Canadian energy stocks and oil prices rallied earlier this week after an attack on Saudi Arabian oil facilities knocked out five per cent of global output and compelled investors to reassess the long-suffering sector.

But is the Saudi supply disruption enough to turn around sentiment on Canadian energy over the long term? Here’s a look at what guests on BNN Bloomberg have said about the oil markets and whether it’s time to jump into Canadian energy stocks.


“When we think about valuations of [Canadian energy stocks] … we had the worst sentiment in history, coupled with the cheapest valuations in history, and now we have the largest supply disruption in history. In my mind, those are three very important ingredients to a powerful rally.

“This is not a one-day event, this is going to have lingering effects for the days, weeks and months ahead – not only in an enduring political risk premium, but also when we think about needing a catalyst for bringing money off of the sidelines … Many stocks – given how far they fell – could easily double or triple from current levels.”

- Eric Nuttall, partner and senior portfolio manager, Ninepoint Partners


“This stuff is so unloved and detested, and I love it. But I don’t think now is the time to load up on energy … We have seen head fake after head fake. If we can get a break on Trans Mountain and maybe a [Conservative] win in October… I think those are catalysts for the energy sector to finally turn around.”

- Ryan Lewenza, senior vice president and portfolio manager, Turner Investments


Saudi strikes have exposed a weakness in the oil chain: Energy expert

Randy Ollenberger, managing director of oil and gas equity research at BMO Capital Markets, talks about the impact that the Saudi Arabia oil infrastructure attacks are having on the global market.

“The lasting impact is the risk premium, which we haven’t had in several years.

“This obviously is a big windfall for a lot of Canadian companies. Higher oil prices flows directly to the bottom lines of these companies, and a lot of these companies are generating significant amounts of free cash flow. This is just going to boost that amount even more and so there will be more money to return to investors, whether through dividends or share buybacks. Stocks that were cheap before just got cheaper.”

- Randy Ollenberger, managing director of oil and gas equity research, BMO Capital Markets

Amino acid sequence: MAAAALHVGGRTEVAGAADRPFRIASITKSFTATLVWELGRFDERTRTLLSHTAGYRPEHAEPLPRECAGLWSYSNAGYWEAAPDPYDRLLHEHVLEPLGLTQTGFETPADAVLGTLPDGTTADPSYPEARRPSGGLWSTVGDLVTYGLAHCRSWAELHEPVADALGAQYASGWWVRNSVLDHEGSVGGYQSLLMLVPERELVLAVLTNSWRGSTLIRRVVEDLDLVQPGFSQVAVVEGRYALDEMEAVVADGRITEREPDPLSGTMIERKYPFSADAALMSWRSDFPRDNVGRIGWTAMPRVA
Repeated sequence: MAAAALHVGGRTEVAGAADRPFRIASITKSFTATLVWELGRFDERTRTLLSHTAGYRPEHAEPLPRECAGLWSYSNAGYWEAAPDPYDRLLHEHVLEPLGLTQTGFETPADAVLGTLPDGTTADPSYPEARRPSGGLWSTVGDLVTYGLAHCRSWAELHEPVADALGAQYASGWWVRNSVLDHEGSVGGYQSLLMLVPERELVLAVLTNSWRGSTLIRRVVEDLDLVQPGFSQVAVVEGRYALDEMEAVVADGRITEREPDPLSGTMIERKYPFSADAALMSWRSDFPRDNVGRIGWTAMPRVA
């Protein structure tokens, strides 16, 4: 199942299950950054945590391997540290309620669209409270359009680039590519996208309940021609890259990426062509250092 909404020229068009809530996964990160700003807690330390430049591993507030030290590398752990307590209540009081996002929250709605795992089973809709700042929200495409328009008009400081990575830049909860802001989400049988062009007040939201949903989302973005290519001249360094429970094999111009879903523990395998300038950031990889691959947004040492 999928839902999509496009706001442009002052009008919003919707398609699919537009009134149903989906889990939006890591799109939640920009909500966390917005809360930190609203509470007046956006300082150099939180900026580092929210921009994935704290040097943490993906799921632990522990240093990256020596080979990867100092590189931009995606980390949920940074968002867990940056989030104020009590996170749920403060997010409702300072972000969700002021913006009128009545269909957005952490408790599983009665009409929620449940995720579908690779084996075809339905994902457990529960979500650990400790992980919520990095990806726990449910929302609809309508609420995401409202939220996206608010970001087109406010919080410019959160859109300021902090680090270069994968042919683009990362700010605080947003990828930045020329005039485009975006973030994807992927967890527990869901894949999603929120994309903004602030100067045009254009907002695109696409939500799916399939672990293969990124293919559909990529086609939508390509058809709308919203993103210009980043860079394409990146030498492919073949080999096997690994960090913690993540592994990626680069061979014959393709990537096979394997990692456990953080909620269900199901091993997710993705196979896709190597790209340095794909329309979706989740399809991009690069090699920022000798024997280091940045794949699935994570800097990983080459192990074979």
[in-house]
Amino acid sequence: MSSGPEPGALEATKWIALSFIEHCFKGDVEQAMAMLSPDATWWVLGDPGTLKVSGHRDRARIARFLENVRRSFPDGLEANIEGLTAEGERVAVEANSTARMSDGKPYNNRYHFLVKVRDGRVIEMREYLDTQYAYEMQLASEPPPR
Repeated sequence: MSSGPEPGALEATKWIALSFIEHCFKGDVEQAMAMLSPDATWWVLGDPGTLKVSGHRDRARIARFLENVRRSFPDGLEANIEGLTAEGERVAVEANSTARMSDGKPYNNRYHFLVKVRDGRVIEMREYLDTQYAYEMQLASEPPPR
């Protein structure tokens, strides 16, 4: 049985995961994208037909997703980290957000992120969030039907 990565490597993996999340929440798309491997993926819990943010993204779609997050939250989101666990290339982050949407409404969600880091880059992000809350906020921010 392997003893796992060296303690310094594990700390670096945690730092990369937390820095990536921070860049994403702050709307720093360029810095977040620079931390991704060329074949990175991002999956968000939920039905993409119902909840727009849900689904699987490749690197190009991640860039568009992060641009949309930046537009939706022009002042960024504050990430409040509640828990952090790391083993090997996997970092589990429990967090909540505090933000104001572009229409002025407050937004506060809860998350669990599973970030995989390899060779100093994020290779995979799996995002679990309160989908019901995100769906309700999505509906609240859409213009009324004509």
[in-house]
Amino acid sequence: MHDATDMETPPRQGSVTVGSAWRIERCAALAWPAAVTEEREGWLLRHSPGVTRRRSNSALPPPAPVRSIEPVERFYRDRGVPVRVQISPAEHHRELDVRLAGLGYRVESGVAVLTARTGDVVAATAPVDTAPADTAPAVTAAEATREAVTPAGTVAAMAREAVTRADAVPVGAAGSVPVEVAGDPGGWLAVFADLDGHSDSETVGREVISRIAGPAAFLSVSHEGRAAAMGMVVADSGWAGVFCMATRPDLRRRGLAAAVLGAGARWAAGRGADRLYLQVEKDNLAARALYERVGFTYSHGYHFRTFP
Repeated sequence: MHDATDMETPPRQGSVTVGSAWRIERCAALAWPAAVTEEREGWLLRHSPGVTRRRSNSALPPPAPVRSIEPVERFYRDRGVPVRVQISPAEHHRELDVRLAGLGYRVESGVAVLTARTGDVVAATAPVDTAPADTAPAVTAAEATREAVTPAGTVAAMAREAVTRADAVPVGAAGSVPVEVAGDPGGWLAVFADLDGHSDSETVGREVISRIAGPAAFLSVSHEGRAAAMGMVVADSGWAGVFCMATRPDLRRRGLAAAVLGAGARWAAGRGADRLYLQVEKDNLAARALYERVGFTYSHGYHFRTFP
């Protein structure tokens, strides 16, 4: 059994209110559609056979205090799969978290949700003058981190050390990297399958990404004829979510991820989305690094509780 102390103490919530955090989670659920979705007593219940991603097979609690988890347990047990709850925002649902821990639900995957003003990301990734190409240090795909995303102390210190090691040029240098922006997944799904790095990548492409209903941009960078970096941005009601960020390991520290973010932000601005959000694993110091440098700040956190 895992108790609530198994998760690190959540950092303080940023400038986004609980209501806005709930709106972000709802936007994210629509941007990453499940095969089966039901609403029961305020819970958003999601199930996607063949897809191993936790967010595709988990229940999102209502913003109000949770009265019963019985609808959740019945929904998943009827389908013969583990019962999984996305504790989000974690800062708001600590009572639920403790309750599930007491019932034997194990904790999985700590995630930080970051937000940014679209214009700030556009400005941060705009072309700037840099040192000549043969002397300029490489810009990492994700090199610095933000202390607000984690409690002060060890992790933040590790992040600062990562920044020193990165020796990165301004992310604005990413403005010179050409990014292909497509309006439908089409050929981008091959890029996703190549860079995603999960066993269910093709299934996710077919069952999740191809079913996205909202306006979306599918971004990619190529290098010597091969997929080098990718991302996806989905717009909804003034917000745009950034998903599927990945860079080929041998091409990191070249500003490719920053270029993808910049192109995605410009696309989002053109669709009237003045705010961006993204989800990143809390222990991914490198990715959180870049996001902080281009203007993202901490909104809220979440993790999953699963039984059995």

Energy needs to lead to produce new highs for TSX: Portfolio manager

Bryden Teich, portfolio manager at Avenue Investment Management, says it'll be up to the energy sector to produce fresh record highs in the TSX Composite Index. While energy stocks are climbing Monday after the weekend attack on a major oil facility in Saudi Arabia, Teich says there's likely a lot of short-covering taking place.

“The sentiment in energy has been so negative for so long. So I think a lot depends on how long the outage in Saudi Arabia lasts, and can they get production back online or out of storage?

“The [Canadian energy] industry is far way away from turning around dramatically … If there’s one sector in Canada that I would be most excited about heading into the end of the year, it’s certainly energy.”

- Bryden Teich, portfolio manager, Avenue Investment Management


Kenney: Canada is 'the safest and most reliable source of energy on earth'

Alberta Premier Jason Kenney joins BNN Bloomberg from New York, where he's trying to drum up investment for Canada's energy sector. He says the industry will see tax cuts and less regulatory hurdles moving forward and points to Canada's safe oil production.

“One of the things I’m going to say to investors in New York is that energy shares in Canada are massively undervalued – objectively.

“It should be seen as a buying opportunity and that should be even clearer in light of the security premium that people have to pay to access Middle Eastern oil given what happened [in Saudi Arabia]. And by the way – the strike against the refineries in Saudi is not the end of the story. It points to a deeper problem in terms of instability and unpredictability from the OPEC countries and so I hope investors will realize safety, stability, security in Canada is worth an awful lot.”

- Alberta Premier Jason Kenney


“We do have this geopolitical premium in oil that I don’t think [will] go away any time soon. That shot across the bow changed the dynamics of the Middle East and is an important factor that must now be considered in portfolios.”

- Rob Lauzon, deputy chief investment officer, Middlefield Capital